Illustration by Isha Khanzode.

Illustration by Isha Khanzode.

TV Show: High Maintenance (HBO, 2016–)

High Maintenance feels genuinely diverse, nuanced, and empathetic—in its narratives and its characters. Each episode of the show, which began as a web series, is packaged like a short story that follows a new protagonist at a detailed, micro-level. For example: a young gay man is in a toxic friendship; a Muslim-American college student rebels while living with her religious aunt and uncle; a super-shaggy pooch falls in love with his dog walker. The common thread among this varied cast of characters is that they’re connected to an affable weed delivery man, simply known as the Guy, who drifts in and out of these folks’ lives. The show is funny, real, and absolutely captivating. Get caught up with new episodes on HBO, then go back into the archives and watch the entire web version—all episodes are now on HBO Go. You won’t find any stereotypical deadbeat stoner-dude stories here. High Maintenance is honest, thoughtful, and kind to the potheads living among us.—Jinnie Lee

Documentary: 13TH (2016)

13TH, Ava DuVernay’s incisive documentary, does not coddle as it traverses the history and implications of the “exclusion clause” in the 13th Amendment of the U.S. Constitution. The amendment abolished chattel slavery, the economic backbone of the American South, “except as a punishment for crime whereof the party shall have been duly convicted.” 13TH never allows the viewer to slip into blind optimism, and is as unrelenting as American history. In two hours, it traces the timeline from emancipation to our present mass incarceration—over two million people are held within American prisons today. 13TH does not deal in moral outrage—DuVernay is simply turning her camera toward the American penal system. It includes valuable insight from various prison abolitionists and historians, including Angela Davis and Michelle Alexander. It’s a necessary documentary, and I encourage you to watch. —Jasmine Sanders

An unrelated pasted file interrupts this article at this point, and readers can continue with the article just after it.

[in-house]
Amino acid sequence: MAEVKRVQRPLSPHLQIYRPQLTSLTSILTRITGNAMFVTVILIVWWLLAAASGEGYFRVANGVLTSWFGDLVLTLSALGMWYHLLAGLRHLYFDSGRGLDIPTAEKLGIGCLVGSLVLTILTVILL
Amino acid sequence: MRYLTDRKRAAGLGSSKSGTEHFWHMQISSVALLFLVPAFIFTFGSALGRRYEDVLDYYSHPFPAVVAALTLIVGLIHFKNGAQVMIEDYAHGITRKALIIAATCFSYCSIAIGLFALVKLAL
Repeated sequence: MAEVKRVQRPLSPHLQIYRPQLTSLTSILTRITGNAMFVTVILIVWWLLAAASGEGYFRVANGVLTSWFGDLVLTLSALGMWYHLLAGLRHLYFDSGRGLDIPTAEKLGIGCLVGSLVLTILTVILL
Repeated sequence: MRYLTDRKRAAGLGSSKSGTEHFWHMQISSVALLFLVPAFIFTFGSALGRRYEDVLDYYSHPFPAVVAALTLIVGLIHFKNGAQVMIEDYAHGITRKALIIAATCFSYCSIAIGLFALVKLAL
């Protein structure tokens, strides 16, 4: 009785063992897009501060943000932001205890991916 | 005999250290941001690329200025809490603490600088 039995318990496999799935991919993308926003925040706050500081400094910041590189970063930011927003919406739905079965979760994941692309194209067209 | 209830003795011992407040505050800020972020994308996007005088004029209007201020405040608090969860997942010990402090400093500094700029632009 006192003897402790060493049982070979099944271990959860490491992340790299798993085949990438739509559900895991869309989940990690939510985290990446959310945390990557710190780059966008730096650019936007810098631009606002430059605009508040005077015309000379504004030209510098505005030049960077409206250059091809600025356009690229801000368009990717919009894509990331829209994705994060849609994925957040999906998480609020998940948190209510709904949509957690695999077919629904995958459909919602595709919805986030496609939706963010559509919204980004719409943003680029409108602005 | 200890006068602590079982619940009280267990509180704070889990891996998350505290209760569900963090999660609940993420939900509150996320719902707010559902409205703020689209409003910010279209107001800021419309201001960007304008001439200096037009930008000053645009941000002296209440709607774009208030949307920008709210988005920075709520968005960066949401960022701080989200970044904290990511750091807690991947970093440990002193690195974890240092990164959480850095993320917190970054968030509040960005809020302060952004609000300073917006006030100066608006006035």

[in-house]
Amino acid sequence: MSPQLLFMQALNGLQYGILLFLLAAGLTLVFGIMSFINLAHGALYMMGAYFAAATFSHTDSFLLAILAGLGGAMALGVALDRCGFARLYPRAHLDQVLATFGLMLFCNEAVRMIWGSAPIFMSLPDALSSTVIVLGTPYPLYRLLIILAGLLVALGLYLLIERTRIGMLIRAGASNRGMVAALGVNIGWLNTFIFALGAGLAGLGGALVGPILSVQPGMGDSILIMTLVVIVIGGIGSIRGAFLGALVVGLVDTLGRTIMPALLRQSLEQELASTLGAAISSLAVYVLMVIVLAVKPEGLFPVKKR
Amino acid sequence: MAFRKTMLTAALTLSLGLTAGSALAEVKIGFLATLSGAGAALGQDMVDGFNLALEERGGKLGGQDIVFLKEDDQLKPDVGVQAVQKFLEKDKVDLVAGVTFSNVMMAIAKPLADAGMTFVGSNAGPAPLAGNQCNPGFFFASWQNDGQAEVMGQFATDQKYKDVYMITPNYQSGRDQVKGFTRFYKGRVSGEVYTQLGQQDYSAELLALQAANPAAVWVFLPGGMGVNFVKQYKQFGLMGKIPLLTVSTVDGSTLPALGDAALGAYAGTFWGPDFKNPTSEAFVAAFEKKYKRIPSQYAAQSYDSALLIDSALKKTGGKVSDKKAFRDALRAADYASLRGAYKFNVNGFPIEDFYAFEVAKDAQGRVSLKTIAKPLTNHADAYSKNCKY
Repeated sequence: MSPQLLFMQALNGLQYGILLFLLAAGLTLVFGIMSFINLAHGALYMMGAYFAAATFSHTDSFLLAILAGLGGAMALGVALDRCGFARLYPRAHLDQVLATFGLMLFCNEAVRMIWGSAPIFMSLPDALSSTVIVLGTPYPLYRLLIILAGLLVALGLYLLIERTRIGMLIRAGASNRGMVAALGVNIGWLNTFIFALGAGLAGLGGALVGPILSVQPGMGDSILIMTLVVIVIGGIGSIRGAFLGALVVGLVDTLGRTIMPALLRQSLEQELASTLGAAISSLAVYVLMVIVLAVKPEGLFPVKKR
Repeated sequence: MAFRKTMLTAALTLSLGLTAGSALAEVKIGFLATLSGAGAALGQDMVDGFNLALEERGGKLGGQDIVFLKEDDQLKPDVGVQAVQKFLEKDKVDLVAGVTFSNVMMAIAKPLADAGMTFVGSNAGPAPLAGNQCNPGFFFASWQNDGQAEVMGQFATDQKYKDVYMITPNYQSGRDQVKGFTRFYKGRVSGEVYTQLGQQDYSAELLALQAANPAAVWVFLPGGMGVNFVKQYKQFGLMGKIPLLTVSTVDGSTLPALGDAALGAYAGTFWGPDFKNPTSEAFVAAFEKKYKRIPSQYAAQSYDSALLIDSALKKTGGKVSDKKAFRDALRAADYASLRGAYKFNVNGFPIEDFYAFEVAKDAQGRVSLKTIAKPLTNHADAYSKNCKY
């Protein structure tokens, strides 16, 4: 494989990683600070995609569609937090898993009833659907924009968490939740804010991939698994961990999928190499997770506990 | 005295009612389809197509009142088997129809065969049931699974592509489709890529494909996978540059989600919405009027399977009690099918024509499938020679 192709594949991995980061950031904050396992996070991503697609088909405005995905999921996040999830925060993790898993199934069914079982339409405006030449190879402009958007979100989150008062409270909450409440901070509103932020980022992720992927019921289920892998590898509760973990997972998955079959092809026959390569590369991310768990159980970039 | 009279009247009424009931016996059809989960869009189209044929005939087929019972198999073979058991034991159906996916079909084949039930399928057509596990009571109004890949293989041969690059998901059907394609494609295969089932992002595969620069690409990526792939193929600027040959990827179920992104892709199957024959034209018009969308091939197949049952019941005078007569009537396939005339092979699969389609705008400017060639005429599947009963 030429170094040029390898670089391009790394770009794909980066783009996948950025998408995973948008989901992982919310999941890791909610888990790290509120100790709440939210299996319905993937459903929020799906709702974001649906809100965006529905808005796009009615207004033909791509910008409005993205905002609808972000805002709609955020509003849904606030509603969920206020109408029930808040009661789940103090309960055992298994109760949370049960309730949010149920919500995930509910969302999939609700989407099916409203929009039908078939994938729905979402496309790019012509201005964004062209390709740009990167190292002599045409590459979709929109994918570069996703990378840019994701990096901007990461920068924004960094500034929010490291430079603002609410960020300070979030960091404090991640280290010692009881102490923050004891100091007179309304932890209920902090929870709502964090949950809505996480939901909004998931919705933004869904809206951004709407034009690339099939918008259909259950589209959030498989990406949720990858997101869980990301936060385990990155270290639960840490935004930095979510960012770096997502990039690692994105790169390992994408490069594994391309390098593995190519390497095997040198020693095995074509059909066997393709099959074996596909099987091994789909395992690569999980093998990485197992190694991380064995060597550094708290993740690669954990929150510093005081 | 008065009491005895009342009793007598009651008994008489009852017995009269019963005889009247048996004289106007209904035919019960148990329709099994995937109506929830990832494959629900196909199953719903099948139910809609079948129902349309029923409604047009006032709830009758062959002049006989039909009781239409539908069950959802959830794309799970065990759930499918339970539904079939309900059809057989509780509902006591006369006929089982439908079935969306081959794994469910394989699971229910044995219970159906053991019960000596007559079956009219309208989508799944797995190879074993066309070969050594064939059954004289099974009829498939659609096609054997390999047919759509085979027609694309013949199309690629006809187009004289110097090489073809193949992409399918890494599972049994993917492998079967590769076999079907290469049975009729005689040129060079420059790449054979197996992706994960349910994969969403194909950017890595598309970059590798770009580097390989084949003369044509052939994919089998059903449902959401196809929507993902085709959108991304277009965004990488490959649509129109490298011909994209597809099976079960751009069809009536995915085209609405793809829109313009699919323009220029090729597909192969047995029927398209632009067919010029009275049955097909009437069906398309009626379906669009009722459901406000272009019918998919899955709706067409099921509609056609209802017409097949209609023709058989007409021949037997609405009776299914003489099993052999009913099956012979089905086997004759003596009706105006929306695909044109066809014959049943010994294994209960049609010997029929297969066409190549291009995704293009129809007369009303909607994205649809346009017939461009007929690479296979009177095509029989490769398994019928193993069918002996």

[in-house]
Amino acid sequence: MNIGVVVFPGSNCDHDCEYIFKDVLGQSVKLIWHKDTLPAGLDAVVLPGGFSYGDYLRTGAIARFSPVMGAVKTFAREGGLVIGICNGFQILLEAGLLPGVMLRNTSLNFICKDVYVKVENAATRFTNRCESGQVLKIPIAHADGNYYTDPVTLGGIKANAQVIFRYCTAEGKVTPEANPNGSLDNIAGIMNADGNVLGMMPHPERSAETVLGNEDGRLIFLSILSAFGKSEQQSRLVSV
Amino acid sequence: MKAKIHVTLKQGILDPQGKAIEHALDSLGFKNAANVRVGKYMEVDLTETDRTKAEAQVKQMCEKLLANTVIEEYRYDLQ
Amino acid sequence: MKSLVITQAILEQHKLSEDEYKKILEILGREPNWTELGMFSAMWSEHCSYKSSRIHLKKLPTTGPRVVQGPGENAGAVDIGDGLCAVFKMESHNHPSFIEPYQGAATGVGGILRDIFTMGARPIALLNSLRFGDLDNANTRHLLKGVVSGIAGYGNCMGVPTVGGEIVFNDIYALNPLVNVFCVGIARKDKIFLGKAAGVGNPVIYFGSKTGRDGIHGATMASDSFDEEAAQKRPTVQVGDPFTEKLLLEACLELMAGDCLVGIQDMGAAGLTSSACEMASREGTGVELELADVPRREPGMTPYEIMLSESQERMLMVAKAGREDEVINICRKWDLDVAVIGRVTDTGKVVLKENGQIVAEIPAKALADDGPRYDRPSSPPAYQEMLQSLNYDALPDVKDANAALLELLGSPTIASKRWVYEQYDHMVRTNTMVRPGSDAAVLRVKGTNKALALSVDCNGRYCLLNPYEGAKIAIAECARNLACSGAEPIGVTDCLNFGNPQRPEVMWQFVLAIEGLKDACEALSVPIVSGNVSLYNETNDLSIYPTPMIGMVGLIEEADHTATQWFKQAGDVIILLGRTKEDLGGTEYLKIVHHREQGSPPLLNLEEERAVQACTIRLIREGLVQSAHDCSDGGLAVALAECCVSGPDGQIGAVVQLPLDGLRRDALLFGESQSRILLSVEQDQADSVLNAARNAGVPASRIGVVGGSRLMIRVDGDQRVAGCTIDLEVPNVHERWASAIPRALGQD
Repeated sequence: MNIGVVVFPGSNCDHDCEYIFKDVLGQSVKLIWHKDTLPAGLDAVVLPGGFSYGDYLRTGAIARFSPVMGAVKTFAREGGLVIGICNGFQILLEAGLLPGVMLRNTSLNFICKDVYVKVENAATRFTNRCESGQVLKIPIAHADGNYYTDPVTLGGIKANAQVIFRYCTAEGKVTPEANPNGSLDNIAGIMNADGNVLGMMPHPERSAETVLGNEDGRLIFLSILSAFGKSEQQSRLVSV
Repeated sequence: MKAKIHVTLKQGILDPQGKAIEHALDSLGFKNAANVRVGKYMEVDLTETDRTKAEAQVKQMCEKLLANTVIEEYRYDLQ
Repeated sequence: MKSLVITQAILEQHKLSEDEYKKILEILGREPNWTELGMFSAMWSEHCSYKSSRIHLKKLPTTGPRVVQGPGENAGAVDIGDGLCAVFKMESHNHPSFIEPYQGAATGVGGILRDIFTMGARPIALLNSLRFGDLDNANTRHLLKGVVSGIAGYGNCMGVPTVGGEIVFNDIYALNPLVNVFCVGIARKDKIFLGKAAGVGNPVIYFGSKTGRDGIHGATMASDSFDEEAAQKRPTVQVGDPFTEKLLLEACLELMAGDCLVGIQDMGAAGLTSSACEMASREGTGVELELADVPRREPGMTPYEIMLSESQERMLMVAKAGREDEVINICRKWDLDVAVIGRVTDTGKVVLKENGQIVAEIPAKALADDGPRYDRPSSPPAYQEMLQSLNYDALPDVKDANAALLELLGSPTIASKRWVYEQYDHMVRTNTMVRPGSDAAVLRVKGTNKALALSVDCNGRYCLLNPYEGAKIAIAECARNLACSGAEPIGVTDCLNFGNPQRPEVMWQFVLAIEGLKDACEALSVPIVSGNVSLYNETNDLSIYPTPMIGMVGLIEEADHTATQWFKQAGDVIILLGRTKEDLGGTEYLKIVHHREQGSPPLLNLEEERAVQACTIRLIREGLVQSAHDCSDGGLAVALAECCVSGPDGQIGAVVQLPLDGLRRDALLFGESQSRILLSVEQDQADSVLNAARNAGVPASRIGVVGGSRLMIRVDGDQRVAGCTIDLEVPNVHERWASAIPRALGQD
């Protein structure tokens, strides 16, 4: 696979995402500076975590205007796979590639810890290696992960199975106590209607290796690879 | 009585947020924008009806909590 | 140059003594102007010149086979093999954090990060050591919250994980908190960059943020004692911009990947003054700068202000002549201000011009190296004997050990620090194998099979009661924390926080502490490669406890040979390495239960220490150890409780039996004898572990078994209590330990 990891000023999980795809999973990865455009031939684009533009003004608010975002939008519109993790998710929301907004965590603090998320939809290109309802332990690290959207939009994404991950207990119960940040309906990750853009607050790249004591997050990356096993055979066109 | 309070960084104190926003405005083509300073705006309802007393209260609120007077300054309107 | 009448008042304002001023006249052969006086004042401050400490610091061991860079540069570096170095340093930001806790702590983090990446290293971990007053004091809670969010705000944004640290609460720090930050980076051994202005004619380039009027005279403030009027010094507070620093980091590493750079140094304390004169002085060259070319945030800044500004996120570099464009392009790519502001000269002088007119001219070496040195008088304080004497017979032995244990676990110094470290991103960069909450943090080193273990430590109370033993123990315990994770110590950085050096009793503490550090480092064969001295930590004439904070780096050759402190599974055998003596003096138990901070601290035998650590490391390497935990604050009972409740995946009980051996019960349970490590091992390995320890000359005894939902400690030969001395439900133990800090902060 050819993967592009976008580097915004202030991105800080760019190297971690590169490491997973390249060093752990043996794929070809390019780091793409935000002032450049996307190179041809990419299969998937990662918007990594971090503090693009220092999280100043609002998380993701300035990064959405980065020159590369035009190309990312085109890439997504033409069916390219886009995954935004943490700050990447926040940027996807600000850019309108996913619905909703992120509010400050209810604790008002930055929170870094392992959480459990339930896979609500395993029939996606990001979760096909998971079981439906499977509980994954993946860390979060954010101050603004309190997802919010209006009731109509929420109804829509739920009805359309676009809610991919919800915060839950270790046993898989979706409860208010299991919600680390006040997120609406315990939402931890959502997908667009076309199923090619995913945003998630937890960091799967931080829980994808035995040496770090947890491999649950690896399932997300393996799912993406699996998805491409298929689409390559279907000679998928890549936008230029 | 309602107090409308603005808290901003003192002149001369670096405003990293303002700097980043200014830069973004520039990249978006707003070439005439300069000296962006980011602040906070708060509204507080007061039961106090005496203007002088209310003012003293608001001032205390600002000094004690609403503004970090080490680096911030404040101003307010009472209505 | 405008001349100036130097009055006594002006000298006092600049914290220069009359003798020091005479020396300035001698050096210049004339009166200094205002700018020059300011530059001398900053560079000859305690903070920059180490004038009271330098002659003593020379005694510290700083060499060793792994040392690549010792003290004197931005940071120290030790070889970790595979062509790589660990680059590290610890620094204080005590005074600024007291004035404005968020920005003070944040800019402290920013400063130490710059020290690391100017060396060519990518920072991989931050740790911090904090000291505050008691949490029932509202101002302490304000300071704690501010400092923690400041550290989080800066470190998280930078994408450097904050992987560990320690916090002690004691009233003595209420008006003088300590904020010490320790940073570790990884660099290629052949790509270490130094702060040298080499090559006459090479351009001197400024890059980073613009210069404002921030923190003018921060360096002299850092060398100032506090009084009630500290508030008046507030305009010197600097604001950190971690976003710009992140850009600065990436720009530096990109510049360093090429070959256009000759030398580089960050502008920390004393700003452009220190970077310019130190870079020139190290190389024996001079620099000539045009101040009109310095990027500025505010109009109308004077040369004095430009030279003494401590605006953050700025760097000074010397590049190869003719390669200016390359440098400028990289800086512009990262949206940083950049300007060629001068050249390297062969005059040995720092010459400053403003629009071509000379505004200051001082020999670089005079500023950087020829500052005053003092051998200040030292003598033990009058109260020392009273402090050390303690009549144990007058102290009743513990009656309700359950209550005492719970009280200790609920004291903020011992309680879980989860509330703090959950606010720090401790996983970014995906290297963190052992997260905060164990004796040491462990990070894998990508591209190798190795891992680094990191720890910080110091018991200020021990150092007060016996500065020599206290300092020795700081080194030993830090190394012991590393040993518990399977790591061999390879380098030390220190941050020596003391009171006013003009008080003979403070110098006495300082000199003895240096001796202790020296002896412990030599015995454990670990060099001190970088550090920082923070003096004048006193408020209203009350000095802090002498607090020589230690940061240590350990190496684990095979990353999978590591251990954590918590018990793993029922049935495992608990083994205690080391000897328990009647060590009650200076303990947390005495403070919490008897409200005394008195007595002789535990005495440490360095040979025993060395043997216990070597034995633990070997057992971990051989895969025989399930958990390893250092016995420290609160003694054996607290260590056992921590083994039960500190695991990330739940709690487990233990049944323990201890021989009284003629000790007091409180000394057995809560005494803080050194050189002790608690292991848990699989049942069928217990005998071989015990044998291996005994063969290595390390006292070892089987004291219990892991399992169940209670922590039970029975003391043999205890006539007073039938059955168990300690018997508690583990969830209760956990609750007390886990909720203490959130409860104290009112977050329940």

Short Film: Fluffy (2016)

I don’t know if I’ve ever seen a film strike a balance between super adorable and thought-provoking as well as Sarah Ramos’s short, Fluffy. The nine-minute film revolves around Grace; her crush, Mark; her friend, Leah; and the titular Fluffy. By the end, Ramos somehow manages to wrap up all these elements into one tidy, satisfying package. The eponymous Fluffy is said crush’s cat, played by the Instagram legend Shrampton. (I love cats, so seeing Fluffy/Shrampton scurry around was a perk in and of itself.) When Grace, played by Ramos, opts to cat-sit Fluffy at Mark’s apartment for the weekend, her infatuation for Mark and her feelings of envy and jealousy toward Leah, who happens to share an interest in Mark, come together with surprising results. What stuck out for me was the film’s look at the expression and suppression of sexuality, along with the relationships between girls vying for the same love interest. Lots of literature has dealt with this topic, but in Ramos’s film, it’s very realistic. Grace is a little jealous of Leah, who’s comfortable expressing her sexuality, while Grace herself is not. Sometimes mainstream media pushes the message that girls who envy other girls are immoral and unnatural, and it’s refreshing to see Grace’s struggle with resentment, and the impact it has on her, depicted in a normalizing way. It’s engaging, too, to see Ramos’s character humorously deal with generally serious subjects like self-delusion and self-sabotage. And on top of all that, the film is straight-up beautiful, visually and audibly. Pay attention to the gorgeous colors and the soundtrack, and prepare to rewatch this delightful short again and again. —Victoria Chiu ♦